Saturday, July 23, 2011
Sylvia update: As it turns out, Sylvia, in fact, needs a rebuild. Since the mechanic will have her for an extended period of time, we asked him to look through all of her systems and fix anything that looks questionable as we have hair-brained, crazy dreams of, perhaps, driving her to Maine this fall, an adventure that, I'm sure, has countless possibilities for minor, or major, hiccups.
As I mentioned before, we headed out on revised plans to the northwest. After a few chocolatine-filled days in Seattle, we drove our most reliable and time-efficient car out to the Olympic Peninsula to Kalaloch Beach, my favorite family vacation spot as a kid, where we met my parents and two youngest siblings. Here we tried out my not-so-well hatched plan of sleeping in our three-person tent, something we have avoided for the last six years due to the not sleeping. I had delusions that it would be different this time since the boys now sleep through the night, and really wanted to try it out as I have backpacking hopes for the future so it seemed like good time to try it. Let me just say that we planned on camping two nights, but we only lasted one. After the fortunate few of us who slept woke up in puddles, we crawled on our knees to my parents' cabin they had rented, desperately asking if we could spend the night there. They were baffled as to why we hadn't stayed there in the first place and graciously squeezed us in. We really, really miss Sylvia.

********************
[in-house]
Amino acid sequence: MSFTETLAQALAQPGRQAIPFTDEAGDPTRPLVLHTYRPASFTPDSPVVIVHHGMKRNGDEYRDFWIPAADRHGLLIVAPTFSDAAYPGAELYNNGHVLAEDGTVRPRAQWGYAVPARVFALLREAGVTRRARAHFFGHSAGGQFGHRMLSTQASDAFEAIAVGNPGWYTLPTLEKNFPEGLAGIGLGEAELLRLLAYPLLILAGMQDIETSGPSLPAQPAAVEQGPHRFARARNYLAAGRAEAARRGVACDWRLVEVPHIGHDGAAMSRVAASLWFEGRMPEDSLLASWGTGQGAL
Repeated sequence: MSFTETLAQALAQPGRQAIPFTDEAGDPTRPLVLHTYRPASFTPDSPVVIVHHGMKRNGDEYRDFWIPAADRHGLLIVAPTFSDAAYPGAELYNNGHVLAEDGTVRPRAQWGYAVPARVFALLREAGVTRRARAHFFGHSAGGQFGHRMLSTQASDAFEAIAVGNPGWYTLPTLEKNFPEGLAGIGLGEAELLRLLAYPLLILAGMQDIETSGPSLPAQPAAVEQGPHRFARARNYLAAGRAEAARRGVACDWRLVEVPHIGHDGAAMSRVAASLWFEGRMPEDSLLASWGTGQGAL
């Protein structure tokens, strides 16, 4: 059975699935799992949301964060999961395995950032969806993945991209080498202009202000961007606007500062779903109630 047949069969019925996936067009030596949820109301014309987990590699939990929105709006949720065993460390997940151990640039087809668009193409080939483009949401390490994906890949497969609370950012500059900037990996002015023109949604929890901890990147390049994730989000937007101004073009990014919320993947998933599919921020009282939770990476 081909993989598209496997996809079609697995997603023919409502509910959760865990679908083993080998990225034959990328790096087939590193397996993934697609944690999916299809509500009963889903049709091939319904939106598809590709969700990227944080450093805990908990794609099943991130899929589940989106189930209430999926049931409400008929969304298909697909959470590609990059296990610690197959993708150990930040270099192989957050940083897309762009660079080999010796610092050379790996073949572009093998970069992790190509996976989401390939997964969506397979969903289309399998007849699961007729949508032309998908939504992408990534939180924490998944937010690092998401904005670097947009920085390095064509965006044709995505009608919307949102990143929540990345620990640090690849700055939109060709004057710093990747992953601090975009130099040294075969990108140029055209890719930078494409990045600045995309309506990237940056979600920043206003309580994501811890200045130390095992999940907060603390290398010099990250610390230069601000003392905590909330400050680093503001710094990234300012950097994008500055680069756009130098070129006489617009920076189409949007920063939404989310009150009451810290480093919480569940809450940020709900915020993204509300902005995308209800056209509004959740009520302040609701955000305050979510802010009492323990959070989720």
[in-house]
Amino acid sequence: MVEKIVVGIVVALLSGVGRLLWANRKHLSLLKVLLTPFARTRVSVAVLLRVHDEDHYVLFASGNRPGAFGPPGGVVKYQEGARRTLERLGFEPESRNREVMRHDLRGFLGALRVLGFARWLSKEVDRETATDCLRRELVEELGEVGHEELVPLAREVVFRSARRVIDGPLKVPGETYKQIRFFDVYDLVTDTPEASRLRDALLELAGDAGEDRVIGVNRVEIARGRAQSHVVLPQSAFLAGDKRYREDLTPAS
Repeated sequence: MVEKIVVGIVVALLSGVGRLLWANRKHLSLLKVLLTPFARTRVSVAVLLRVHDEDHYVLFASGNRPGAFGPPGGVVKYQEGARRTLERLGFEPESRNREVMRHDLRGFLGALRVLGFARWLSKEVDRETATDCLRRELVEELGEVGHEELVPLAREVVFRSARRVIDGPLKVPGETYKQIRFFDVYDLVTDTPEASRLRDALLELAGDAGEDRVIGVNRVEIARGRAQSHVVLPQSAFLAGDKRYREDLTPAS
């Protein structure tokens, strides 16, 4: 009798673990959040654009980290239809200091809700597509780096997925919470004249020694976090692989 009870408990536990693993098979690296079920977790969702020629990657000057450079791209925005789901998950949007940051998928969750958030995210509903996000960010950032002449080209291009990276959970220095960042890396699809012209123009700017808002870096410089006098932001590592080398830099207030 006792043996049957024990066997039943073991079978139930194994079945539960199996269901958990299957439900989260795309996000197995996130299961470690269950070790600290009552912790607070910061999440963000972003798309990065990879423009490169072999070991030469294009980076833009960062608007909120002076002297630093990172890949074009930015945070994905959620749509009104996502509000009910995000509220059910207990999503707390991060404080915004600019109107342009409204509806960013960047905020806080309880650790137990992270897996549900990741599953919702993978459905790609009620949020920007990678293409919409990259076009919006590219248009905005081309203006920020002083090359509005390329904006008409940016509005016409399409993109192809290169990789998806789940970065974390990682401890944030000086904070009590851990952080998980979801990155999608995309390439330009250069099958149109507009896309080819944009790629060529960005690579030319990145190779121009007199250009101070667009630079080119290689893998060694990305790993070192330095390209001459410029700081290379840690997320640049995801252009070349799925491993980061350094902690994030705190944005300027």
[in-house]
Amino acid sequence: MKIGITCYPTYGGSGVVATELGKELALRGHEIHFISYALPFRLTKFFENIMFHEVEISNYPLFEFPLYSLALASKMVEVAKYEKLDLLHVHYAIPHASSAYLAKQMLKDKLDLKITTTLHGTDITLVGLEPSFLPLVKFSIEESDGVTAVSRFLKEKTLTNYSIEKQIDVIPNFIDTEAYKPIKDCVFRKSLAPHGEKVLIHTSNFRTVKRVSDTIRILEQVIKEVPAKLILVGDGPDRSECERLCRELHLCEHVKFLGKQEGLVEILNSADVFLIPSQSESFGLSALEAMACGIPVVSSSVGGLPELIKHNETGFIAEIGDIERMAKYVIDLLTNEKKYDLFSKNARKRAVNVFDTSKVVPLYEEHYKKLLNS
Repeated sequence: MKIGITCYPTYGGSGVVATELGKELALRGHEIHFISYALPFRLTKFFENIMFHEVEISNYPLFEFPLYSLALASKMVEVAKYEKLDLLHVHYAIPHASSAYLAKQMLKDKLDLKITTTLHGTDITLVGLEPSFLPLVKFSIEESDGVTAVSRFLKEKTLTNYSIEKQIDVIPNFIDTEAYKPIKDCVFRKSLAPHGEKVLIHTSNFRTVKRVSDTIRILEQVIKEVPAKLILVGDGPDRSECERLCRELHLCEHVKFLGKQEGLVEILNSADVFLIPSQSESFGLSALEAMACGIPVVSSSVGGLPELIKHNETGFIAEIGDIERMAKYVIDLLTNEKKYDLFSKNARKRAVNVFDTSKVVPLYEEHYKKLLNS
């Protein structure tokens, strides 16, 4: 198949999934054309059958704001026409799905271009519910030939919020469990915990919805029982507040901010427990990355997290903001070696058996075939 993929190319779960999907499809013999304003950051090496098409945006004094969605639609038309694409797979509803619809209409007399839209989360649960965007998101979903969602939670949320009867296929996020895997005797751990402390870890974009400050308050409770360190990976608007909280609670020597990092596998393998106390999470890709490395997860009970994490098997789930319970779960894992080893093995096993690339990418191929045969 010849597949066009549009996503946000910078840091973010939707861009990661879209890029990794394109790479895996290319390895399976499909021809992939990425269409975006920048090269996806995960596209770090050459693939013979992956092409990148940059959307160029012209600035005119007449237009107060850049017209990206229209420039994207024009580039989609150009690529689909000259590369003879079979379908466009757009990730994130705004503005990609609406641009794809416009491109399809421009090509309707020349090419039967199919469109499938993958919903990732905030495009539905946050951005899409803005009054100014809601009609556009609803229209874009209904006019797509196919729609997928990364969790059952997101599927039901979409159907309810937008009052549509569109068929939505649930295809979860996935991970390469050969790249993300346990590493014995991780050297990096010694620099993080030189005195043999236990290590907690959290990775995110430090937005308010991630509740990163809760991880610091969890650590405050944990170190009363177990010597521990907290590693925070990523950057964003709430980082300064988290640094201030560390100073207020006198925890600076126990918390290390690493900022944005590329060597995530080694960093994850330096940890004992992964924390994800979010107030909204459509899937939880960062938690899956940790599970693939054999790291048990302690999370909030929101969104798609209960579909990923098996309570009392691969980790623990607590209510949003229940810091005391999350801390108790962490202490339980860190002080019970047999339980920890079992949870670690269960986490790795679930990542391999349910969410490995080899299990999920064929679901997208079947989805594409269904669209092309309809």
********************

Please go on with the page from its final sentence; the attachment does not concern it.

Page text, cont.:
After a couple of cups of tea we were ready to roll, through the rain. Upon pondering the possibilities, taking into account where it may be less rainy, we headed inland, to the Hoh Rain Forest located in Olympic National Park, where Aaron happily placed another stamp in our national parks passport book. As one might expect it rained on us incessantly as we hiked through magnificent old growth rain forest with gnarled, moss-draped trees towering over the fern-carpeted ground, past crystal clear streams and milky rivers. I am very thankful for rain jackets and pants which made the day a pleasant exploration instead of a miserable ordeal. Our next stop was the sea-stackful Ruby Beach where we were greeted by a beachside pond perfect for rock-skipping and throwing. My little brother Zander has an amazing arm and can easily out-throw everyone, including the adults. Jason tried his very hardest to best my twleve-year-old brother, and, in the process, almost took out all of the kids and a group of strangers when he whipped a rock as hard as he could, releasing it at the exact wrong time. Thankfully he didn't hit anyone and his ego has mostly recovered since. As we lounged on the beach and the kids romped, played, and explored, the clouds parted, and we were treated to a little bit of sunshine, a glorious end to the soggy day. After dinner back at the lodge, we headed down to the beach where Zander, Grandpa, Jason, and Isaac threw a football, while Aaron and I explored the huge logs that had washed ashore, trying to estimate which was longest as the sun set. Sigh. Though our time was shorter than we hoped here, it was really nice spending time with my parents back in old favorite places and sharing them with my kids. Thanks for inviting us.